A memory-efficient data structure representing exact-match overlap graphs with application for next-generation DNA assemblyMotivation: Exact-match overlap graphs have been broadly used in the context of DNA assembly and the shortest super string problem where the number of strings n ranges from thousands to billions. The length of the strings is from 25 to 1000, depending on the DNA sequencing technologies. However, many DNA assemblers using overlap graphs suffer from the need for too much time and space in constructing the graphs. It is nearly impossible for these DNA assemblers to handle the huge amount of data produced by the next-generation sequencing technologies where the number n of strings could be several billions. If the overlap graph is explicitly stored, it would require (n2) memory, which could be prohibitive in practice when n is greater than a hundred million. In this article, we propose a novel data structure using which the overlap graph can be compactly stored. This data structure requires only linear time to construct and and linear memory to store.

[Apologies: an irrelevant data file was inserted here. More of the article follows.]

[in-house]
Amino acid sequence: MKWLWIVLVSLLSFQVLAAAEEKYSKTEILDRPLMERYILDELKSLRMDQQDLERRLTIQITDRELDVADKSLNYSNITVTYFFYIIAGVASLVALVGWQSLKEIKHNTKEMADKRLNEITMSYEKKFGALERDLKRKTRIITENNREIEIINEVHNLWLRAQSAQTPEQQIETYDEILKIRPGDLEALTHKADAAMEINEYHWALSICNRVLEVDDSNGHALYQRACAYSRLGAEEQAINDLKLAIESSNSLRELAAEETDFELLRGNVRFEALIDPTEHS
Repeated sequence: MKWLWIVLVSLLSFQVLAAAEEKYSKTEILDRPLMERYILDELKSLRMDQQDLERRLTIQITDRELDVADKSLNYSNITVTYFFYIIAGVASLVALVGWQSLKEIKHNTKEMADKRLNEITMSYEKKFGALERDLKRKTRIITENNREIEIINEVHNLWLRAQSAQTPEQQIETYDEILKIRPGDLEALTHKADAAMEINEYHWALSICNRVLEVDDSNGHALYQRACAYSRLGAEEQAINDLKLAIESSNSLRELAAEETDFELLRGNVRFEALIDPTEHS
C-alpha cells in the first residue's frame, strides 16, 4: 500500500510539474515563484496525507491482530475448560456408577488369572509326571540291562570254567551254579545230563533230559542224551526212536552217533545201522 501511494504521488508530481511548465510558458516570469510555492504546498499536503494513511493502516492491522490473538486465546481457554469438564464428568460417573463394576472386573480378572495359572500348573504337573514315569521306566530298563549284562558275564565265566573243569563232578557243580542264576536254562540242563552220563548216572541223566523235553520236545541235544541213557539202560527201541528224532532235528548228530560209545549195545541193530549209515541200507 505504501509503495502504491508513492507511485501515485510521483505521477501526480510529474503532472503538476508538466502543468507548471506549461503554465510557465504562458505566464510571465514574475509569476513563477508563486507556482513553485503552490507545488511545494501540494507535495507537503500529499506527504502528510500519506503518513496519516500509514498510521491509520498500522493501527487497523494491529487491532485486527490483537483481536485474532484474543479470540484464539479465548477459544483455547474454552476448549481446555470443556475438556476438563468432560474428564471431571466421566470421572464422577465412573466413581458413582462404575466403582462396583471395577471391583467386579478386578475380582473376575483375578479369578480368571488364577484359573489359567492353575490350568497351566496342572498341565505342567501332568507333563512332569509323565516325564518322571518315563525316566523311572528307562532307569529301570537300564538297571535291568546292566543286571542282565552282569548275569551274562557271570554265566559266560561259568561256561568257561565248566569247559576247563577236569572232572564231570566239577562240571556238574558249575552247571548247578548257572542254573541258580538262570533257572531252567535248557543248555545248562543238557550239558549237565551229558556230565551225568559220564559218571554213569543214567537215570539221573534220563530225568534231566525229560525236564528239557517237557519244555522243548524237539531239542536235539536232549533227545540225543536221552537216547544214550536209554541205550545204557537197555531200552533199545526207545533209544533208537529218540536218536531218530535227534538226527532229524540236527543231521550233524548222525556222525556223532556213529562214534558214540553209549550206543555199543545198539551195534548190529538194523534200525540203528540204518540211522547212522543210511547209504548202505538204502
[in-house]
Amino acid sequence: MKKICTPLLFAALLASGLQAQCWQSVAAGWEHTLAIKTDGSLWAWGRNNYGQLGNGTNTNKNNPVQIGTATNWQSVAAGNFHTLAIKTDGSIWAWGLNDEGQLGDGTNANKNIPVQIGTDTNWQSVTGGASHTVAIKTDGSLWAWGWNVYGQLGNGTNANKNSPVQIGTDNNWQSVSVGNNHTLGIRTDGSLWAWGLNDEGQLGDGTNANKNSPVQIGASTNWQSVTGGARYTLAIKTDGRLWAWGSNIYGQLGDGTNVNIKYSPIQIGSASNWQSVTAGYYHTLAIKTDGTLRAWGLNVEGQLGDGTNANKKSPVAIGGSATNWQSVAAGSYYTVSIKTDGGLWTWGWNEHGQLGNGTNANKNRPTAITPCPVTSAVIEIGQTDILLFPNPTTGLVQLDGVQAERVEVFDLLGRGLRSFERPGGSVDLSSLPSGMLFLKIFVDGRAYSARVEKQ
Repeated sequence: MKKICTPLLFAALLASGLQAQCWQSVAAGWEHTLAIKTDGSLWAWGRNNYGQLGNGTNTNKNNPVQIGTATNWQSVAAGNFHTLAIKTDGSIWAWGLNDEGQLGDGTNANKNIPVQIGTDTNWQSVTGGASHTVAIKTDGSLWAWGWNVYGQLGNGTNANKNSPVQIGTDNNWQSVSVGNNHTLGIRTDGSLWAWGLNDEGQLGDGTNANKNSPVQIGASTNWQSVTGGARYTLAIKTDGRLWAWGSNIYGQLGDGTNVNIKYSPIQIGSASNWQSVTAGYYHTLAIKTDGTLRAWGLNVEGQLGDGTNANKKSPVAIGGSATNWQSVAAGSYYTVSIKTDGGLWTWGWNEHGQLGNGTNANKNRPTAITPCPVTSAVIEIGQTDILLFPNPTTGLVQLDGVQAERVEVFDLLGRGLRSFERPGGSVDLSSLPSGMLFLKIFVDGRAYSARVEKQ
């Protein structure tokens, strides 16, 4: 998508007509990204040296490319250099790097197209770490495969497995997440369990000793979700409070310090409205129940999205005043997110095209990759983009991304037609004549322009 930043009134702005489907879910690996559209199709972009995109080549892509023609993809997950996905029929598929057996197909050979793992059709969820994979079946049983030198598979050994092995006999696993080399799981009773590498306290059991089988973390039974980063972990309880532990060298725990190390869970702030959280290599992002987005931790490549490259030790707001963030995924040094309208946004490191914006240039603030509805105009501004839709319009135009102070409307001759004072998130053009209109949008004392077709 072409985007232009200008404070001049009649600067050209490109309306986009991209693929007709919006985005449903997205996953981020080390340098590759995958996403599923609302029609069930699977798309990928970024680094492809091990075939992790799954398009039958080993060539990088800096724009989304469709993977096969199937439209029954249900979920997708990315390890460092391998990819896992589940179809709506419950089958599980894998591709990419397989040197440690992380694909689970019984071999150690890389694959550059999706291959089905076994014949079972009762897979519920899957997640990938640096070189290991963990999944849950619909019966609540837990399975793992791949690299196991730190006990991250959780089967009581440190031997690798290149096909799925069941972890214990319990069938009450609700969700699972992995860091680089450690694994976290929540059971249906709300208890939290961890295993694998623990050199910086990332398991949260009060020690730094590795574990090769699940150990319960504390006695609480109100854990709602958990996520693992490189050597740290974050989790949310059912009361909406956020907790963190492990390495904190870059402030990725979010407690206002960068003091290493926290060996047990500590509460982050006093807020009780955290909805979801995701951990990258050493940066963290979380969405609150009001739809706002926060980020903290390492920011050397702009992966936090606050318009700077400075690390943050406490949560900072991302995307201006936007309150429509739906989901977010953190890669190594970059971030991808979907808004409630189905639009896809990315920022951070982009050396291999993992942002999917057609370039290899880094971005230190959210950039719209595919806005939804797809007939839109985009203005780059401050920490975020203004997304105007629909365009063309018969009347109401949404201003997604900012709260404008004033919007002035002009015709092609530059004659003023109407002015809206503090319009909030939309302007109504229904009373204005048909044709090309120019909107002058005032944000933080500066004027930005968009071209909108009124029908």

Results: For a given set of input strings (also called reads), we can informally define an exact-match overlap graph as follows. Each read is represented as a node in the graph and there is an edge between two nodes if the corresponding reads overlap sufficiently. A formal description follows. The maximal exact-match overlap of two strings x and y, denoted by ovmax(x, y), is the longest string which is a suffix of x and a prefix of y. The exact-match overlap graph of n given strings of length is an edge-weighted graph in which each vertex is associated with a string and there is an edge (x, y) of weight =–|ovmax(x, y)| if and only if ≤, where |ovmax(x, y)| is the length of ovmax(x, y) and is a given threshold. In this article, we show that the exact-match overlap graphs can be represented by a compact data structure that can be stored using at most (2–1)(2logn+log)n bits with a guarantee that the basic operation of accessing an edge takes O(log ) time. We also propose two algorithms for constructing the data structure for the exact-match overlap graph. The first algorithm runs in O(nlogn) worse-case time and requires O() extra memory. The second one runs in O(n) time and requires O(n) extra memory. Our experimental results on a huge amount of simulated data from sequence assembly show that the data structure can be constructed efficiently in time and memory.
Availability: Our DNA sequence assembler that incorporates the data structure is freely available on the web at http://www.engr.uconn.edu/~htd06001/assembler/leap.zip